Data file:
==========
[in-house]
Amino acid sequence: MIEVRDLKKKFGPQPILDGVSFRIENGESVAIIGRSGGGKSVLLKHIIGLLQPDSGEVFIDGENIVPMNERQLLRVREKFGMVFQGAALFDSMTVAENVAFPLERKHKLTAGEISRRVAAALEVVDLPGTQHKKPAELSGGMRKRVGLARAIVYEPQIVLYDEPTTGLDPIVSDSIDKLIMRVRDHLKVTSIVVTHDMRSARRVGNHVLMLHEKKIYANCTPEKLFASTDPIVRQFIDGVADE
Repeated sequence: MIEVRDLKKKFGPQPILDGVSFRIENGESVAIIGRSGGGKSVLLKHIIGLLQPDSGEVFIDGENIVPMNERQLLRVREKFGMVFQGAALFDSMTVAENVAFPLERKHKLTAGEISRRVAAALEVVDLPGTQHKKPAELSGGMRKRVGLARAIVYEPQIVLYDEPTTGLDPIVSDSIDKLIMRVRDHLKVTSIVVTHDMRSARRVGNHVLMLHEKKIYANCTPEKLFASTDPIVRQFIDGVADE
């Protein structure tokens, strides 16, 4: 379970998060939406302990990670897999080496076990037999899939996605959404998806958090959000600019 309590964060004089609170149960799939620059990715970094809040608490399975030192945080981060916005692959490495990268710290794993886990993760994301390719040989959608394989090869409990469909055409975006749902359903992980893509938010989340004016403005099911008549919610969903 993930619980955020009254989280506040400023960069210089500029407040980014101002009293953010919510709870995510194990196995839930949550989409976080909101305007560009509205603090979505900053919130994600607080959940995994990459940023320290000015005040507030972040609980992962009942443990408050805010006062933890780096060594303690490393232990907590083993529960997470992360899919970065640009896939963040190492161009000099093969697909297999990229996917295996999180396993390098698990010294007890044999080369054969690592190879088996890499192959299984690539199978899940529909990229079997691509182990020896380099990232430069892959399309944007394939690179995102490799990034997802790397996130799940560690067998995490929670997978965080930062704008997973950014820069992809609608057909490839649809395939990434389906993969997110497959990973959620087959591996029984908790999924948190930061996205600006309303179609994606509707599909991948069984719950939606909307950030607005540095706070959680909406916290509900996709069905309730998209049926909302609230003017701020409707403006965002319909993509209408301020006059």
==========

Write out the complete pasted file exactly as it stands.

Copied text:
[in-house]
Amino acid sequence: MIEVRDLKKKFGPQPILDGVSFRIENGESVAIIGRSGGGKSVLLKHIIGLLQPDSGEVFIDGENIVPMNERQLLRVREKFGMVFQGAALFDSMTVAENVAFPLERKHKLTAGEISRRVAAALEVVDLPGTQHKKPAELSGGMRKRVGLARAIVYEPQIVLYDEPTTGLDPIVSDSIDKLIMRVRDHLKVTSIVVTHDMRSARRVGNHVLMLHEKKIYANCTPEKLFASTDPIVRQFIDGVADE
Repeated sequence: MIEVRDLKKKFGPQPILDGVSFRIENGESVAIIGRSGGGKSVLLKHIIGLLQPDSGEVFIDGENIVPMNERQLLRVREKFGMVFQGAALFDSMTVAENVAFPLERKHKLTAGEISRRVAAALEVVDLPGTQHKKPAELSGGMRKRVGLARAIVYEPQIVLYDEPTTGLDPIVSDSIDKLIMRVRDHLKVTSIVVTHDMRSARRVGNHVLMLHEKKIYANCTPEKLFASTDPIVRQFIDGVADE
């Protein structure tokens, strides 16, 4: 379970998060939406302990990670897999080496076990037999899939996605959404998806958090959000600019 309590964060004089609170149960799939620059990715970094809040608490399975030192945080981060916005692959490495990268710290794993886990993760994301390719040989959608394989090869409990469909055409975006749902359903992980893509938010989340004016403005099911008549919610969903 993930619980955020009254989280506040400023960069210089500029407040980014101002009293953010919510709870995510194990196995839930949550989409976080909101305007560009509205603090979505900053919130994600607080959940995994990459940023320290000015005040507030972040609980992962009942443990408050805010006062933890780096060594303690490393232990907590083993529960997470992360899919970065640009896939963040190492161009000099093969697909297999990229996917295996999180396993390098698990010294007890044999080369054969690592190879088996890499192959299984690539199978899940529909990229079997691509182990020896380099990232430069892959399309944007394939690179995102490799990034997802790397996130799940560690067998995490929670997978965080930062704008997973950014820069992809609608057909490839649809395939990434389906993969997110497959990973959620087959591996029984908790999924948190930061996205600006309303179609994606509707599909991948069984719950939606909307950030607005540095706070959680909406916290509900996709069905309730998209049926909302609230003017701020409707403006965002319909993509209408301020006059």